The Role of Evidence in Technology Approval and Coverage Decisions
San Diego, CA—The “real problem” leading to escalating healthcare costs is the “rapidly uncontrolled manner of the introduction of new treatments before their effectiveness, cost, and comparative value are satisfactorily evaluated,” said Michael L. Steinberg, MD, professor and chair, UCLA Department of Radiation Oncology, at the Presidential Symposium at the ASTRO annual meeting.
Dr Steinberg noted that 40% to 60% of healthcare cost increases can be attributed to the introduction of new technology, and that oncology has “become a target” for cost-cutting, because the specialty’s inflationadjusted direct medical spending has exceeded inflation for care provided by other specialties by 50% year after year across the past 2 decades.
Dr Steinberg detailed how evidence influences the entry of new technologies into the market and how technology assessment leads to coverage.
As he explained the “convoluted pathway of incorporating new treatments” into the US healthcare system, Dr Steinberg emphasized that although the US Food and Drug Administration (FDA) tests drugs for safety and effectiveness (which “invariably means a clinical trial”), devices—such as those used to deliver radiation therapy—can enter the market by either a premarket approval or the 510(k) process.
The device must only prove it is the potential equivalent to a so-called predicate device that entered the market before the regulation was enacted in 1976, and that it delivers the treatment in a safe manner, without further proof of efficacy.
Dr Steinberg said that radiation oncologists have already seen this type of escalation occur with the coding process. He explained that the Current Procedural Terminology (CPT) panel previously required 5 articles from US journals to award a code.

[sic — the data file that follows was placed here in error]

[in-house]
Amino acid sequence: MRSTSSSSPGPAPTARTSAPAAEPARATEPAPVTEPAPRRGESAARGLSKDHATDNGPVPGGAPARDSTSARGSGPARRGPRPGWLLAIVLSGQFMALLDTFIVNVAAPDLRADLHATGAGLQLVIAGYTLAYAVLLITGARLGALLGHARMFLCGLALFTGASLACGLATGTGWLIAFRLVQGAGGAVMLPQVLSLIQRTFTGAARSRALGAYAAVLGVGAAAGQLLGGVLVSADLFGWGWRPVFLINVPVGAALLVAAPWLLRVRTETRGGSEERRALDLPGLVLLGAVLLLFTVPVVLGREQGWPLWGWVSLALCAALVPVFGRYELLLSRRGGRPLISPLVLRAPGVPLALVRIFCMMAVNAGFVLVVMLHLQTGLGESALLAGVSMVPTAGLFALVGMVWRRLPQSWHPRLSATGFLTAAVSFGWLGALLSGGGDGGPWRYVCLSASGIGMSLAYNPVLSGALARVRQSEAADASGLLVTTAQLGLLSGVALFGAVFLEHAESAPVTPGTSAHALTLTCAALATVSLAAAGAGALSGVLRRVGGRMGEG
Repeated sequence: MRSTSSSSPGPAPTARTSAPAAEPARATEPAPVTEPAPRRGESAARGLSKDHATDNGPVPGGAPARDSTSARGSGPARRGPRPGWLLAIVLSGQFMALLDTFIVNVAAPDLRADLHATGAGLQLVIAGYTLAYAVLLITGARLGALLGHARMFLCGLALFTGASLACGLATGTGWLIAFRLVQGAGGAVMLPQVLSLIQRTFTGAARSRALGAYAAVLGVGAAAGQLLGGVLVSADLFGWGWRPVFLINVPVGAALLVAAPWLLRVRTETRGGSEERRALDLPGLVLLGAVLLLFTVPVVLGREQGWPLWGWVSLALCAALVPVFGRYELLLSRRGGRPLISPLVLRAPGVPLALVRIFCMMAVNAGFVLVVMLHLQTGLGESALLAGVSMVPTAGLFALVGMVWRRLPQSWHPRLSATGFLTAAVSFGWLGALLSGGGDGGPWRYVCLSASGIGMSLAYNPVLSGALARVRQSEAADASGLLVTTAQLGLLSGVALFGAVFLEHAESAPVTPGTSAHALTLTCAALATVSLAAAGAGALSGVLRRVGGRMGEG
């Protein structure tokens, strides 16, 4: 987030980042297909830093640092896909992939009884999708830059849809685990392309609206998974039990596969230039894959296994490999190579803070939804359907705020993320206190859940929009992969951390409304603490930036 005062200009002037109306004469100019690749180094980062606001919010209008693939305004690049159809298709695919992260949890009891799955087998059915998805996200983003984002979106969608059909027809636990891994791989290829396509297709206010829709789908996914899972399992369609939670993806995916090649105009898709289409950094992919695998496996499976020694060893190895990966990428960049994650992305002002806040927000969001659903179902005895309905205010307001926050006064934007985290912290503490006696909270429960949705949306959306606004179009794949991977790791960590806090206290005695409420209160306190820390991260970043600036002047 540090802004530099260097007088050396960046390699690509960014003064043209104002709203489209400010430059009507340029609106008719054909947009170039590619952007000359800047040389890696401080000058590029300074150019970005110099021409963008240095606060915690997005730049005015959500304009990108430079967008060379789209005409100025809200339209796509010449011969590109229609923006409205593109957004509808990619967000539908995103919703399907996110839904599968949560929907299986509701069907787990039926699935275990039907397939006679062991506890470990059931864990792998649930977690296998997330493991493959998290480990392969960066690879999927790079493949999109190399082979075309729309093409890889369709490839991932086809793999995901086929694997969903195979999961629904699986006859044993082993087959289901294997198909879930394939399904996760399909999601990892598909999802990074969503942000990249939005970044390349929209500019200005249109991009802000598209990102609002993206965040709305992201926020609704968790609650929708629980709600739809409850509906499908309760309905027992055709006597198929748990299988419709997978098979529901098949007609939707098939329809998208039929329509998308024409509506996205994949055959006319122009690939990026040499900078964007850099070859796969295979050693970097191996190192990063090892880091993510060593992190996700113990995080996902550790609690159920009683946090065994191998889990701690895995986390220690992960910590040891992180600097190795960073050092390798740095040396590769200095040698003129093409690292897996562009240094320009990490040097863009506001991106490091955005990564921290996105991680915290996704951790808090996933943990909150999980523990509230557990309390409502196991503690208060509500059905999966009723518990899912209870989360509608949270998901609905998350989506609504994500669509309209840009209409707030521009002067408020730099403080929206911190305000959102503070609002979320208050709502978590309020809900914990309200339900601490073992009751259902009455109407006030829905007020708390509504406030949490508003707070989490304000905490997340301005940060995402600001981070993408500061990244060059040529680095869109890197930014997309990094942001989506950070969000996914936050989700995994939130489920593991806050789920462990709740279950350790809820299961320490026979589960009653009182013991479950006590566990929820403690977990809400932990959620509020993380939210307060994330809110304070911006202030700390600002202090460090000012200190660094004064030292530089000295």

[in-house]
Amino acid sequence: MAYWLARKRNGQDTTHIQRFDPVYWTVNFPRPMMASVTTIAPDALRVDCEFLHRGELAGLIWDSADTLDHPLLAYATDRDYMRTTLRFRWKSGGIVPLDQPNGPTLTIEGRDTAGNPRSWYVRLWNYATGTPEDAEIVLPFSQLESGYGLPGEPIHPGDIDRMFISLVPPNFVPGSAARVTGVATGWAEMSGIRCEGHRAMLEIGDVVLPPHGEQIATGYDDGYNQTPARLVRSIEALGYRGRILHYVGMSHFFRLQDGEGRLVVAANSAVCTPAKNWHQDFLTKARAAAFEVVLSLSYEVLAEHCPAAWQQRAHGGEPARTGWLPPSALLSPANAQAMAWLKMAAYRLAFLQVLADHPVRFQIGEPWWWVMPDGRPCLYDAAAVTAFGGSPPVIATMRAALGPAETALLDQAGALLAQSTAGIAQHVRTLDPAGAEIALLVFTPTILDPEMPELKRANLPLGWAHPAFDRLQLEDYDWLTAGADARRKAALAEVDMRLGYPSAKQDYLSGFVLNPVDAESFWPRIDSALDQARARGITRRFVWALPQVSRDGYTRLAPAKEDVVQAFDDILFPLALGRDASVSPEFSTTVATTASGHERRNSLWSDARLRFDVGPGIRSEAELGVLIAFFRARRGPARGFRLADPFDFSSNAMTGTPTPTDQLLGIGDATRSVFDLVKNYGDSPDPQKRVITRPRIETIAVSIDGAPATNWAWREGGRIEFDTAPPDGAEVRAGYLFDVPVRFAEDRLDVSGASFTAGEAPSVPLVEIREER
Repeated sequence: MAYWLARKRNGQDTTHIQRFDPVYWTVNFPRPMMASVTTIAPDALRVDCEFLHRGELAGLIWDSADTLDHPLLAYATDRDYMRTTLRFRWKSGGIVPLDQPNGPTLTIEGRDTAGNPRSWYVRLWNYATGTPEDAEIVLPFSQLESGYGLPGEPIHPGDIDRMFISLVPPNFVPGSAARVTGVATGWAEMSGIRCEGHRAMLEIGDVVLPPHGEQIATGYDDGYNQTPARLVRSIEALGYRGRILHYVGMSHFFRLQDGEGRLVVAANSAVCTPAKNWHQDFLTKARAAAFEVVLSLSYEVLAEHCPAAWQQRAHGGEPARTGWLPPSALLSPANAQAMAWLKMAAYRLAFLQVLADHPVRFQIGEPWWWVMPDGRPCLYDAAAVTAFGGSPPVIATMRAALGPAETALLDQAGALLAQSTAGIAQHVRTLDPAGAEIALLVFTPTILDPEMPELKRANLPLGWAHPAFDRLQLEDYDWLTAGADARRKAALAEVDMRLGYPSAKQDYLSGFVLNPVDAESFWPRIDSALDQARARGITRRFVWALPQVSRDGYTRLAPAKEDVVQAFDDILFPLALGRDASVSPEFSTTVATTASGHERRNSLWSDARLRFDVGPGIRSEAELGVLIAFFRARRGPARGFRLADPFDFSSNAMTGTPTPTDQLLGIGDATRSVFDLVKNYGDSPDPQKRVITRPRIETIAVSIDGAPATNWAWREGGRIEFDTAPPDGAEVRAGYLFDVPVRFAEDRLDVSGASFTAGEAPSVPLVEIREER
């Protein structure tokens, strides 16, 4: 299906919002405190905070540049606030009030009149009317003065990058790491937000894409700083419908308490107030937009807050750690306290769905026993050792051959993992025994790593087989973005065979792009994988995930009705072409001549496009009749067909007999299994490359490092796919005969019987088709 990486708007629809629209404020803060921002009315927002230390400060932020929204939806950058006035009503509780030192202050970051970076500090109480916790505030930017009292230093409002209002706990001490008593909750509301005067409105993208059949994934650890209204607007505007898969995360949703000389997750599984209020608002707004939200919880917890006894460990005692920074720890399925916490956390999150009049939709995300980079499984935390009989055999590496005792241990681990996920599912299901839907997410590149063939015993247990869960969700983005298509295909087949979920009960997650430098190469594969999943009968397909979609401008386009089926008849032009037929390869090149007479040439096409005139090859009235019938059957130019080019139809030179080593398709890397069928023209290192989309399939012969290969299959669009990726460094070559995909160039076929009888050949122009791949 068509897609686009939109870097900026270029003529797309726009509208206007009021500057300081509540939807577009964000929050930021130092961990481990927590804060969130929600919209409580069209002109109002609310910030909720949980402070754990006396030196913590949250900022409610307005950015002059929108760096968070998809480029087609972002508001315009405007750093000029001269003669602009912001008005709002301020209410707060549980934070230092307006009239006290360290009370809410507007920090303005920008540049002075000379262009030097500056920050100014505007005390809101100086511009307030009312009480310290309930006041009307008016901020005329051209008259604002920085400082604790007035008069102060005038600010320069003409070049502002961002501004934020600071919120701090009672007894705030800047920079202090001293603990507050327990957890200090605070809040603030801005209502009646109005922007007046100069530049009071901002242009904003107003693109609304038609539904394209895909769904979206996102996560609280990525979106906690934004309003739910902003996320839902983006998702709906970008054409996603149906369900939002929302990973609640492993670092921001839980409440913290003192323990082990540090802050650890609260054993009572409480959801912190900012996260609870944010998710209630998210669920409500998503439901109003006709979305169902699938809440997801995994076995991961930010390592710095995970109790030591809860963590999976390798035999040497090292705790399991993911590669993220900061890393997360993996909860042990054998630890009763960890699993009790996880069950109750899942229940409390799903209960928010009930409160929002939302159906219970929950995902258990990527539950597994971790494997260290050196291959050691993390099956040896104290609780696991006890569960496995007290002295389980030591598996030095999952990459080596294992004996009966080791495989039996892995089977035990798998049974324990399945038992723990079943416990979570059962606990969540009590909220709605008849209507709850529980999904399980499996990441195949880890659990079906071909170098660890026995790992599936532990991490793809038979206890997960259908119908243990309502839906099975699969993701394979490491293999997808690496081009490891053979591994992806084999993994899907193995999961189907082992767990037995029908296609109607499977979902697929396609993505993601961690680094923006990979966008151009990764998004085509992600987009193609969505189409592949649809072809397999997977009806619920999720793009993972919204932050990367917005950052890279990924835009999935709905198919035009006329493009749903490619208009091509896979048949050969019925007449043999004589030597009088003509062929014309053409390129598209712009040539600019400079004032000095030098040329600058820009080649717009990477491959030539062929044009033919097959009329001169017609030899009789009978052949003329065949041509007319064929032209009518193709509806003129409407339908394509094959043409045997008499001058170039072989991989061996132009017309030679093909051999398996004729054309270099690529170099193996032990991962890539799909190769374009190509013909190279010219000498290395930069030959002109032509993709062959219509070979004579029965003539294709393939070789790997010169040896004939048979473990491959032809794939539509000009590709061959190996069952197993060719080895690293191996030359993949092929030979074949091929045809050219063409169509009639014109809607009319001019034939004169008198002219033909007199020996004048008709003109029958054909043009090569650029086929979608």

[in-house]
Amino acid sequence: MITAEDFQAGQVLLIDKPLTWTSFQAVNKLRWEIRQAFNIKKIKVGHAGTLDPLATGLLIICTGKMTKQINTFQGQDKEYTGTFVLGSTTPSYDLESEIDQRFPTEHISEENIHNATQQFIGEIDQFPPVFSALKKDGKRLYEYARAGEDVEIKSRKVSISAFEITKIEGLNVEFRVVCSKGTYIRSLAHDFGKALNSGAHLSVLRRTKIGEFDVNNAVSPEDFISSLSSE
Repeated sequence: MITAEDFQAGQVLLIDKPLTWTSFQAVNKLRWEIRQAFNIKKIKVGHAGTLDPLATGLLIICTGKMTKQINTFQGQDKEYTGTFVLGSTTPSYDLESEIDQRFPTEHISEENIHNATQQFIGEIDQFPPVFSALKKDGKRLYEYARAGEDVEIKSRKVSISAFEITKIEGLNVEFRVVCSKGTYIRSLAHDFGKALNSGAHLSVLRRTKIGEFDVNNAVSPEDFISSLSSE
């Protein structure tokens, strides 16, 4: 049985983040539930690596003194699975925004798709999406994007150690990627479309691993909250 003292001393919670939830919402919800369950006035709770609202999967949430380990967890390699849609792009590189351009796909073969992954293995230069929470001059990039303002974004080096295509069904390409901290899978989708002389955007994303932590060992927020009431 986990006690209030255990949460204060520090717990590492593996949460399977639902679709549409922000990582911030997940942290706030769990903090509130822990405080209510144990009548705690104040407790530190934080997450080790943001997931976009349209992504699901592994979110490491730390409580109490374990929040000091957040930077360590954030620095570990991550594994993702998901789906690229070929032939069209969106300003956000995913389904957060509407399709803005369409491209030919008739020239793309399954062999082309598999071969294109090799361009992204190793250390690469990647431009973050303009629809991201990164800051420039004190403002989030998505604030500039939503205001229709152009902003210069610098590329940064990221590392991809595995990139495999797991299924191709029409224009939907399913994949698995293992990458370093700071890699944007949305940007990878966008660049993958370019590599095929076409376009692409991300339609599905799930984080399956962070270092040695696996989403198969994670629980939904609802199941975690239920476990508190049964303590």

Now, however, they have specified that at least 1 article must be level III evidence, and that the applicant must submit any articles with opposing views. In addition, the CPT panel also requires that the applicant provide a much more detailed summary of the evidence.
Accord ing to Dr Steinberg, the panel’s requirements were significantly higher than when a code was assigned for intensity-modulated radiation therapy back in 2000. The panel wanted “outcome data that showed the intervention yielded a meaningful outcome, not simply a technical enhancement,” he said.
Even as he advocated for evidencebased medicine (EBM) as part of the coverage process, Dr Steinberg noted that using it as the sole method of coverage determination “also has its problems.”
Payers have used EBM to “control spending and protect their profits,” and at the same time been insensitive to the real barriers of clinical trials, he said.
Despite these potential pitfalls, Dr Steinberg concluded that policies should be established to make sure new technology is quickly available, while still embracing the use of evidence- based assessment to ensure solvency of the system, finding a balance between what he calls the “evidencebased medicine Taliban” and the “professors of anecdotal evidence.”